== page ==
Graphing Relations

There are two ways to think about drawing a picture of a relation on a set A.

if A=\mathbb{R}

We can draw relations on \mathbb{R}, because they are subsets of \mathbb{R}\times\mathbb{R} -- i.e., subsets of the plane. Actually you've been drawing these pictures since way back.

For example, let's consider the relation S given by x\operatorname{S}y if x^2-y^2\leq 1. The picture looks like:

Here I've put S in blue, and its complement S^c in red.

What does S^{-1} look like? x\operatorname{S}^{-1}y means y\operatorname{S}x, i.e. y^2-x^2\leq 1. Here's that, in green.

Notice that S^{-1} and S^c are general rather different things (that's as we saw before).

To get S^{-1} from S, we swap the roles of x and y. visually, this looks like reflection across the line y=x. Here's another example, with the line y=x draw on explicitly:

We can use such a visual depiction to compute the domain and range of a relation: the domain is the "horizontal shadow" and the range is the "vertical shadow:

We can also use such a depiction to check some properties of relations. For example: for R to be reflexive on \mathbb{R} means every x\in\mathbb{R} has x\operatorname{R}x. That is, every pair (x,x)\in R. All of the pairs of the form (x,x) constitute the diagonal line y=x. Thus we can check reflexivity by asking: does the relation contain the diagonal line?

Here the relation R is reflexive --- it contains the line y=x --- and the relation S is not.

We can also check symmetry. For R to be symmetric means x\operatorname{R}y guarantees y\operatorname{R} x. That is, if we reflect R across the line y=x, we should land in in R again. That is, R being symmetric means R is symmetric about the line y=x. Neither R nor S above is symmetric.

Transitivity is a bit more fun to check. Transitivity is relevant to pairs (x,y) and (y,z) both in R. Here we'll check whether S, given by x\operatorname{S}y if x^2-y^2\leq 1, is transitive. We have .8\operatorname{S}.6 and .6\operatorname{S}.2, so we check to see if .8\operatorname{S}.2. Here, (.8,.2) is indicated in red --- it's in S. But we need this to hold for every such pair of points in S.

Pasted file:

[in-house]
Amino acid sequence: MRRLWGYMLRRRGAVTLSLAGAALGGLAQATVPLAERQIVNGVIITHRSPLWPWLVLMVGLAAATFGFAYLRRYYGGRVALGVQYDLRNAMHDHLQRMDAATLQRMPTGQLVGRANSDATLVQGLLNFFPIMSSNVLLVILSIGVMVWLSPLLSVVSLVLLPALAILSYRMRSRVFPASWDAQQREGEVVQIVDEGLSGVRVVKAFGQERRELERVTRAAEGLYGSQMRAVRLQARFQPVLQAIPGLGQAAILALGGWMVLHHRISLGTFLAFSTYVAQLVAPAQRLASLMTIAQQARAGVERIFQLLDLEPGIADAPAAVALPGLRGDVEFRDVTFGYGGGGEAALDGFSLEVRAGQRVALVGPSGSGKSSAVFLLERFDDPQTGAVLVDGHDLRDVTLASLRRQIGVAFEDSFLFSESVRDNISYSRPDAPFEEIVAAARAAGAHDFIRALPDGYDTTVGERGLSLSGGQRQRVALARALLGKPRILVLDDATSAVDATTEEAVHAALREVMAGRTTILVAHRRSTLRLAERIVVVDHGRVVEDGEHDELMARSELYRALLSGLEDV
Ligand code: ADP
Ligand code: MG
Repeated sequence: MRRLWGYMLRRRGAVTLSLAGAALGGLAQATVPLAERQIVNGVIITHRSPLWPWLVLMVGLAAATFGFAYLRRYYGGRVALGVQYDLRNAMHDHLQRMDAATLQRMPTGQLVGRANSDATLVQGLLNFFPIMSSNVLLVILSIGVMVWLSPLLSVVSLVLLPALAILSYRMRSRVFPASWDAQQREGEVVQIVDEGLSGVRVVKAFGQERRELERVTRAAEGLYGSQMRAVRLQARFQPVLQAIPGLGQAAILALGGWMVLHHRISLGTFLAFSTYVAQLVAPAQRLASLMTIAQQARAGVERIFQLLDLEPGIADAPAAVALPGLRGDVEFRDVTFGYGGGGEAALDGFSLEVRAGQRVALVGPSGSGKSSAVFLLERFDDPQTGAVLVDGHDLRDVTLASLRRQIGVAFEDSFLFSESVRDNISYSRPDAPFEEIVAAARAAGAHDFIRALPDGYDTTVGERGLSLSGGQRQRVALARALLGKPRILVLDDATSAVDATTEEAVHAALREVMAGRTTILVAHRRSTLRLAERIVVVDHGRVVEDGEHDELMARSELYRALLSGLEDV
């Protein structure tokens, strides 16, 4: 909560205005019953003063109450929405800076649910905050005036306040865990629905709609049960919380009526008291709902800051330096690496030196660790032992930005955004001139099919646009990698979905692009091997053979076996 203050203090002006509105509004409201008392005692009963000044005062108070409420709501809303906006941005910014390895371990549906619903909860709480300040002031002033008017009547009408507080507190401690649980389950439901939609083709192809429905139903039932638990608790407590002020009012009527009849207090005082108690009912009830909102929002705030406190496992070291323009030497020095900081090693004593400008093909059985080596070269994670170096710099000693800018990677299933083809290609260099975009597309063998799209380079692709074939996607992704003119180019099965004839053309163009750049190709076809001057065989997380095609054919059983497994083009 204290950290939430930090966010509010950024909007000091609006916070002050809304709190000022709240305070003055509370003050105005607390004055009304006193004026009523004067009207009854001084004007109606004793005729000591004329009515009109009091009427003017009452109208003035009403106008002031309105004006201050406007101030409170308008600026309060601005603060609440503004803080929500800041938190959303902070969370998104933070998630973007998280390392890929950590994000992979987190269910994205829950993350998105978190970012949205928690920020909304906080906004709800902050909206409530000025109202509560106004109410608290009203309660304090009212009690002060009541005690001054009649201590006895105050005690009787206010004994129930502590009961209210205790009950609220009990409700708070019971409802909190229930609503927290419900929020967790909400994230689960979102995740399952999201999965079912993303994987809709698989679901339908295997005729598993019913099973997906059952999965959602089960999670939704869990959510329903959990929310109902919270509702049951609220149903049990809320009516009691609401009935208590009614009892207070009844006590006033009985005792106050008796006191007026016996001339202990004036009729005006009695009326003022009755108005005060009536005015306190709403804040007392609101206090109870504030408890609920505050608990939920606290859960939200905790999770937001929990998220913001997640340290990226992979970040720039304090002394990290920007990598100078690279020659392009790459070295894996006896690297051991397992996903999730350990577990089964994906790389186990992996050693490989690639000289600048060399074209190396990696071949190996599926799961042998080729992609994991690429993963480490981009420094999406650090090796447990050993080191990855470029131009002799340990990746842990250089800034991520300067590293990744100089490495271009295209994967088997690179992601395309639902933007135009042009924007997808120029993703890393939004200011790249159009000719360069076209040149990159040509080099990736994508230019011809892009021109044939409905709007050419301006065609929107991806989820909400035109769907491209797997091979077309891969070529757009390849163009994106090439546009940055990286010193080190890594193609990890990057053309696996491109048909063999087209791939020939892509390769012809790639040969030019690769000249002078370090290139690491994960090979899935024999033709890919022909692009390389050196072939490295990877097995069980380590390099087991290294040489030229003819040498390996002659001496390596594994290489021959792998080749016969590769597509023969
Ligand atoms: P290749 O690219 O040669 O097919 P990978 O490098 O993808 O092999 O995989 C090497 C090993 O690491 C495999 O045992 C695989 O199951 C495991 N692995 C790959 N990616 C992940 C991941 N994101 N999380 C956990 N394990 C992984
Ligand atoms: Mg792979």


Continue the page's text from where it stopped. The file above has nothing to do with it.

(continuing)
Unfortunately, it does not:

It's a bit hard to see visually just what transitivity means, but you can see that it's got something to do with right triangles.

if A is a finite set

If A is a finite set, we can draw what's called a directed graph, orĀ digraph, of the relation R. A directed graph is a collection of vertices, which we draw as points, and directed edges, which we draw as arrows between the points. For example, let's take the set A=\{2,3,4,5,6,7,8,9\} and the relation (x,y)\in R if x|y.

The digraph corresponding to this relation is draw like this: we know 2|4, 2|6, and 2|8. So we draw three arrows starting from 2. We also know that 3|6 and 3|9, so we draw those:

But that's not all. We also know that 9|9, for example. So we need to add arrows that start and end at each vertex:

Observe that divides, as a relation on this set, is transitive: whenever we have x|y and y|z, we automatically have x|z. We can recognize this in the digraph by checking that, whenever there are two arrows connected head to tail, the third leg of that triangle is present:

Exercise. What do symmetry and reflexivity look like in the digraph?